Timeshares: Everything You Need To Know
Ashley Kilroy8-minute read
October 21, 2021
Everyone vacations differently, but we all have one thing in common – we want to make the most of our vacation time and money. Many people have been warned about “free” weekends in return for a few hours of our time to hear a sales pitch. The sales pitches are typically for timeshares. Although we’ve generally been advised to avoid them, are timeshares all that bad?
Some people love timeshares and swear by them. Timeshares offer the option to vacation in a dream home for a set period each year. Additionally, they allow people to pay for their vacations over time rather than all at once. However, the sales methods used to sell timeshares can be off-putting, and tales about difficulty booking some popular vacation properties have made many people leery of buying into a timeshare.
What Is A Timeshare?
A timeshare is a vacation home ownership scheme in which multiple unrelated parties own a fractional share of a property and take turns using it. Sharing the costs in this way is far cheaper than buying a vacation home of one’s own, and requires less work. These factors make timeshares attractive to people who want to visit a location relatively often but are not financially able to or do not have the time to own a second home.
Timeshare resorts and timeshare properties are typically located in popular tourist destinations, including tropical islands, mountainside chalets, and everywhere in between. People who purchase timeshares often do not have the time or money to dedicate to buying a vacation home, but still want to get away each year.
How Do Timeshares Work?
Timeshares are not one-size-fits-all. Depending on the plan you choose, there are a few different ways that timeshares work. The following are some of the most popular types of timeshares, and the pros and cons of each.
Fixed week timeshares were the original timeshare scheme. With this timeshare plan, each owner receives a week to access the timeshare when they purchase it. Therefore, people who know they have the same week off work each year or enjoy predictability typically appreciate fixed week timeshares.
However, if something changes in your schedule and the week a buyer has purchased no longer suits them, they will have to find another owner to switch with. If everyone bought the timeshare with the expectation that they would have the same week every year, it might not be possible to exchange with someone. If all the weeks are full and you want to switch weeks, the management company might not be able to make it happen, and you could be out of luck for your annual vacation.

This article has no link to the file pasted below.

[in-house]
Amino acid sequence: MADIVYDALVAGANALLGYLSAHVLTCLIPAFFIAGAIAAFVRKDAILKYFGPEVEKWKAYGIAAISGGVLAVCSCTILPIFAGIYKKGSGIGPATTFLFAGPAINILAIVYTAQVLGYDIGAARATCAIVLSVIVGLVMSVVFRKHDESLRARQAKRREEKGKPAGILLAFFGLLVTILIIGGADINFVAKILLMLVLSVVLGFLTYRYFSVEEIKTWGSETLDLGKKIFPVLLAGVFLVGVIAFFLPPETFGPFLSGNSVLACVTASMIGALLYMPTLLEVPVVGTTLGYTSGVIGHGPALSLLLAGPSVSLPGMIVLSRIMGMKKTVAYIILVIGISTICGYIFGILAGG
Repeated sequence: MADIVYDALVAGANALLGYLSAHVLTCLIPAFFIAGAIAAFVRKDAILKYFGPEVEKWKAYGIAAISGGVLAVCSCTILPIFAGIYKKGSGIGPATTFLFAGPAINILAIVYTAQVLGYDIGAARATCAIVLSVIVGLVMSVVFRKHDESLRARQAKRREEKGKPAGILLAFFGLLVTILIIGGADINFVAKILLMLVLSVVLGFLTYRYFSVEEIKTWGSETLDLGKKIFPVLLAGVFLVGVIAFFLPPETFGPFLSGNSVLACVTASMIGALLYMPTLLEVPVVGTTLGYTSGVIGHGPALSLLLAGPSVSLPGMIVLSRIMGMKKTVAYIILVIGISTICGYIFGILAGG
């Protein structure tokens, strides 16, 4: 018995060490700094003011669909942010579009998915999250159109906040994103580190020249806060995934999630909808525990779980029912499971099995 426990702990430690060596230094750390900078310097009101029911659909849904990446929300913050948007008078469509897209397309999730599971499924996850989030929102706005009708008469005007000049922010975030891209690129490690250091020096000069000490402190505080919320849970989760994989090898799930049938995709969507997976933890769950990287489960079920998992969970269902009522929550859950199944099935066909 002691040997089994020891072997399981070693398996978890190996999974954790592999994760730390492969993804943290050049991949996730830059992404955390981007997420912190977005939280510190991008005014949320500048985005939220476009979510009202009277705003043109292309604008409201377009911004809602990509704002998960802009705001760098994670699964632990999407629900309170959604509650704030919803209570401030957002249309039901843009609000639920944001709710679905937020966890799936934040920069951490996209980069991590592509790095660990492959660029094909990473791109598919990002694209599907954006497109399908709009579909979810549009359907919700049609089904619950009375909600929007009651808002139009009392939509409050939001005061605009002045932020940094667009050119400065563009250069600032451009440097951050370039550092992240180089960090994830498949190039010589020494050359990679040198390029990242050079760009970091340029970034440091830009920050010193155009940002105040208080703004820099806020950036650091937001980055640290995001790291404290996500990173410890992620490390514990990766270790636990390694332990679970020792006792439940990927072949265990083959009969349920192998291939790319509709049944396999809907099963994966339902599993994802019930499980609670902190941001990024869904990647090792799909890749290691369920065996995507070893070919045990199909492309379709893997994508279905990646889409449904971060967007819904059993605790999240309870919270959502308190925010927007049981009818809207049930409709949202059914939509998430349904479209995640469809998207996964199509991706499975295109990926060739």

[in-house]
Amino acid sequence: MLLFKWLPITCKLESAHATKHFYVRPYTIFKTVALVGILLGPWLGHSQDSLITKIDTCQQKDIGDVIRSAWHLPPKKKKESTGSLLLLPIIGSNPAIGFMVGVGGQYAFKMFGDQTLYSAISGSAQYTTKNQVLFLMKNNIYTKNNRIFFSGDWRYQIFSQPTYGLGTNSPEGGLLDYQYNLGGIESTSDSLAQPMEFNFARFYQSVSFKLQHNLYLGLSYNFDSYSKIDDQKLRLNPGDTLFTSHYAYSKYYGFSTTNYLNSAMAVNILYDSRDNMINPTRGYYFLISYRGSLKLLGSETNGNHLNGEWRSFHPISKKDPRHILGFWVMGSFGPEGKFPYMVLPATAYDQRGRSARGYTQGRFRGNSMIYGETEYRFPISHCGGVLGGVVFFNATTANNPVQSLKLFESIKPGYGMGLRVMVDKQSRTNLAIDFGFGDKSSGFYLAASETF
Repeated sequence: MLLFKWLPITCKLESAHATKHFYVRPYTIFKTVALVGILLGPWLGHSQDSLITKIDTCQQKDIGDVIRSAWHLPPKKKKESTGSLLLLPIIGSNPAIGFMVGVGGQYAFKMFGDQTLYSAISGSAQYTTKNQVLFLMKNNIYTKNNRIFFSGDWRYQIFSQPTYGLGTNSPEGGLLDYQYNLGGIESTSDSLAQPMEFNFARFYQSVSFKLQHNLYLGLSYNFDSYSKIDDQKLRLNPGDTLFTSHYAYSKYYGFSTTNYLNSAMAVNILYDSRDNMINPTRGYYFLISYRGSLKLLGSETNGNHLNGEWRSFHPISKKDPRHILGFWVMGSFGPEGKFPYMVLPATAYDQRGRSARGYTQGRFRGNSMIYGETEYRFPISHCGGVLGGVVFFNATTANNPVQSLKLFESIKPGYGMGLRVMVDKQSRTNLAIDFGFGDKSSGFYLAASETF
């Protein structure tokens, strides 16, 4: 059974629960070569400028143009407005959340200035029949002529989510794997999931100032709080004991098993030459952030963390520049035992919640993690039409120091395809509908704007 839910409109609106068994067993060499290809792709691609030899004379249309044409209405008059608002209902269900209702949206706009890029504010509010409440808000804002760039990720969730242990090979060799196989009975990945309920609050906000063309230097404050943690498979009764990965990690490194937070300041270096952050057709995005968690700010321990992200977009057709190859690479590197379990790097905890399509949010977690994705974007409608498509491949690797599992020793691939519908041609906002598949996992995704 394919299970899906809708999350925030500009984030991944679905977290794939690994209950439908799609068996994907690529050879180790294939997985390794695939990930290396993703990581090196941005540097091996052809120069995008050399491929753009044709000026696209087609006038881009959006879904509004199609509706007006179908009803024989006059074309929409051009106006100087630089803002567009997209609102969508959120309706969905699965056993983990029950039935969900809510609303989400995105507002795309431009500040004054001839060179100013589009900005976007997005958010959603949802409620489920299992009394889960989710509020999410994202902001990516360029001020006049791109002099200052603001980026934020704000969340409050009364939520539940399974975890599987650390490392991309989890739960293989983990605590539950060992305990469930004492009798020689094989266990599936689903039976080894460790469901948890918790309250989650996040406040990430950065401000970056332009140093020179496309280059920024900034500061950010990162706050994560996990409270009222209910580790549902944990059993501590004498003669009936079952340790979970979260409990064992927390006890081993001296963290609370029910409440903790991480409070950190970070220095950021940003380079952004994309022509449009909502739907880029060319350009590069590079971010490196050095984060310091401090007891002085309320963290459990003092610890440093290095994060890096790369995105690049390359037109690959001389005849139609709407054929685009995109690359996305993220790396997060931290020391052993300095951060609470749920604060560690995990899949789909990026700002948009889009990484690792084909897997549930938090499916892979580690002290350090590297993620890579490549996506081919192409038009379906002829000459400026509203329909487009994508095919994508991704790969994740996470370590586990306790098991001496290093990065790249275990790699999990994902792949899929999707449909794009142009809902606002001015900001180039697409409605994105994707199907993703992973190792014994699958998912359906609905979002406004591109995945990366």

When timeshare managers realized that first-generation timeshare owners were complaining about the lack of flexibility, they began to offer floating weeks. Floating week timeshares allow timeshare owners to plan their weeks around their schedules. This way, timeshare owners can still make regular payments to pay for a week of vacation each year, but not be forced to keep to a rigid schedule.
Over the years, timeshares got increasingly popular. Their increasing popularity made hospitality chains take notice, and they leveraged their many locations into an even more popular points system.
Typically, with the points system scheme, a timeshare owner is awarded points that can be used at any of a hospitality chain’s properties. Many hospitality chains have affiliated themselves with timeshare developers to create a vast network of locations available to timeshare owners.
How Much Do Timeshares Cost?
Timeshares get a lot of criticism due to their related costs. There are some upfront charges and ongoing charges that can make them more expensive than paying for a week’s rent in a vacation home. However, timeshares also cost less than purchasing a second home, so many people continue to stand behind them.
Regardless of where the costs come from, the charges can add up quickly and change without warning. Here are some of the expenses that potential timeshare buyers should be aware of.
Upfront Purchase Price
As with all things real estate, location matters. Therefore, a timeshare in Orlando, Florida, can easily cost at least $20,000, but less-desirable locations might not reach that price. Therefore, buying into a timeshare might cost as much as a down payment on a second home.
Other costs to be aware of are any financing charges and interest. Neither banks nor non-bank mortgage lenders will finance timeshares. Therefore, unless the purchase price for the timeshare is paid in cash, financing will come from the timeshare developer at a steep premium.
While some prospective owners may deduct the interest that they pay on their financing payments, many will not. If you are considering a timeshare, you should check with your tax advisor to learn more about the potential tax benefits.
Monthly Maintenance Fees
In addition to upfront fees and financing, timeshare owners can expect to pay fees throughout the life of their timeshare ownership. Additionally, as the cost of living, including energy and other fees, increases, the monthly fees for a timeshare might increase as well.
Timeshare developers often hire new management teams once they meet their sales targets. These new teams can change the monthly fees and the level of service provided at their discretion.
Finally, there may be service charges associated with owning a timeshare. For example, vacation planning fees that owners incur each time they book a timeshare. Additionally, there could be point penalties for carrying points over to another year or using them with an affiliate location. Before purchasing a timeshare, potential buyers should take the time to understand what service charges they might incur and how much flexibility they will have as a result.
Are Timeshares Good Investments?
In general, timeshares are not considered a good investment. They typically have high costs and fees paired with low resale value. However, while a timeshare is not a good traditional investment, it’s one way to pay for a vacation home and pay less than a person for a second property or mortgage.
Is There A Way To Save Money On Timeshare Ownership?